June 18, 2014
To the Fishers Island Community:
Over the past two years, the Yale Urban Design Workshop has been conducting a study of Fishers Island. In March, a working draft of their report, Sustaining Fishers Island – A blueprint for protecting the future, was posted on www.fishersisland.net. In response, and as hoped, a number of communication channels have been established to talk about the study and its recommendations. One such forum, a blog entitled The Lost Apostrophe, has been particularly active. I would like to take a moment to address several of the comments which have recently been submitted.
Let me begin by thanking the person who established The Lost Apostrophe blog and the many people who have taken the time to submit their thoughtful comments. The Yale Study presents the Island community with an opportunity to engage in a healthy and constructive conversation about our challenges and future. That conversation is now beginning. I encourage people to participate in the debate and to identify yourselves as you do so. We are a community where all points of view are important for successful movement forward.
Common themes in the comments to date relate to the process whereby the study was conducted and Fishers Island’s readiness to operate as an independent village.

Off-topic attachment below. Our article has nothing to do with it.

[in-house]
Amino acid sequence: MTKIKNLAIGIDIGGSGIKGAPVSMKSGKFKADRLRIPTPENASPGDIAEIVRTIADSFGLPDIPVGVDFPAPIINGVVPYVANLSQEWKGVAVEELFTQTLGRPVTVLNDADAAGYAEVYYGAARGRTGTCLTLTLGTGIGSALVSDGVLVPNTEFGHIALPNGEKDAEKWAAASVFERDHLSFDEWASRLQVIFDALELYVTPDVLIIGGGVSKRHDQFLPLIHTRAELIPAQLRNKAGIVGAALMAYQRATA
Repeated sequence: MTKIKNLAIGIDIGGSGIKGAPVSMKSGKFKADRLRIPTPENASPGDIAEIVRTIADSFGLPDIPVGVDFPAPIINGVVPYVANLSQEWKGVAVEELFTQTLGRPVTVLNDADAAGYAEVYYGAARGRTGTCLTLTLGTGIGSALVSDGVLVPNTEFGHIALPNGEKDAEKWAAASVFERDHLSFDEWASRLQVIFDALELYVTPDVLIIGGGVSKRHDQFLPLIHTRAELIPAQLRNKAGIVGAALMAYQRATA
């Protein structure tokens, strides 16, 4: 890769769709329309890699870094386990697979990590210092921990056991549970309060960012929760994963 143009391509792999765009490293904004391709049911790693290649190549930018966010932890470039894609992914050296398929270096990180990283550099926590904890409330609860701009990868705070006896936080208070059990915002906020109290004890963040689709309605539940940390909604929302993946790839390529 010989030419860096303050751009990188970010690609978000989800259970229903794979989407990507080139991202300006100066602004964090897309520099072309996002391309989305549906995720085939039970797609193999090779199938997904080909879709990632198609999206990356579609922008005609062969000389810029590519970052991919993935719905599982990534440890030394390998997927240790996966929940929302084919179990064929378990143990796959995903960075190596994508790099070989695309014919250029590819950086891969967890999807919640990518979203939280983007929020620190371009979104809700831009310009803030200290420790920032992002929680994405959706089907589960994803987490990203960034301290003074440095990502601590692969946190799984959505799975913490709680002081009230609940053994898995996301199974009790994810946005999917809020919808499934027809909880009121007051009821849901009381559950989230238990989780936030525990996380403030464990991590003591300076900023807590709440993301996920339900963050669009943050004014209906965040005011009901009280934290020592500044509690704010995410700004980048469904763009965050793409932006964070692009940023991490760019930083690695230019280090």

Approximately two years ago, the Island Community Board engaged the Yale Urban Design Workshop to conduct a sustainability study of Fishers Island with the objective of identifying existing challenges and recommending courses of action to protect our future. The ICB’s desire was to obtain an independent analysis which would serve as a basis upon which to engage the entire community in a focused dialogue on how best to address and solve the many problems that have been identified over the past 30-40 years.
The ICB envisioned a two step process: first, complete the independent study, and second, engage the Island community in a discussion about the findings and recommendations in the study.
Initially, the team from Yale met with a cross section of the community to solicit individual viewpoints about the Island; roughly 65-70 people were interviewed – some in small functional groups, some individually. Admittedly, in conducting their study, the Yale team did not speak to everyone, nor were they asked to. However, in Yale’s professional opinion, the scope of their outreach was sufficient to enable them to develop a well-founded understanding of the Island and the community’s long-standing problems.
As the team from Yale was conducting its work, the ICB held several community meetings to update people on our progress. The working draft of the Yale report was posted in March on www.fishersisland.net and we are now engaged in presentations and smaller outreach meetings to solicit views and reactions. More of these small group meetings will be scheduled following the June 23 presentation. Our intention is to make this process as open and inclusive as possible; we estimate that about 275-300 people have attended at least one of the meetings over the past 18 months. I regret that some people may feel excluded – that was far from our desire.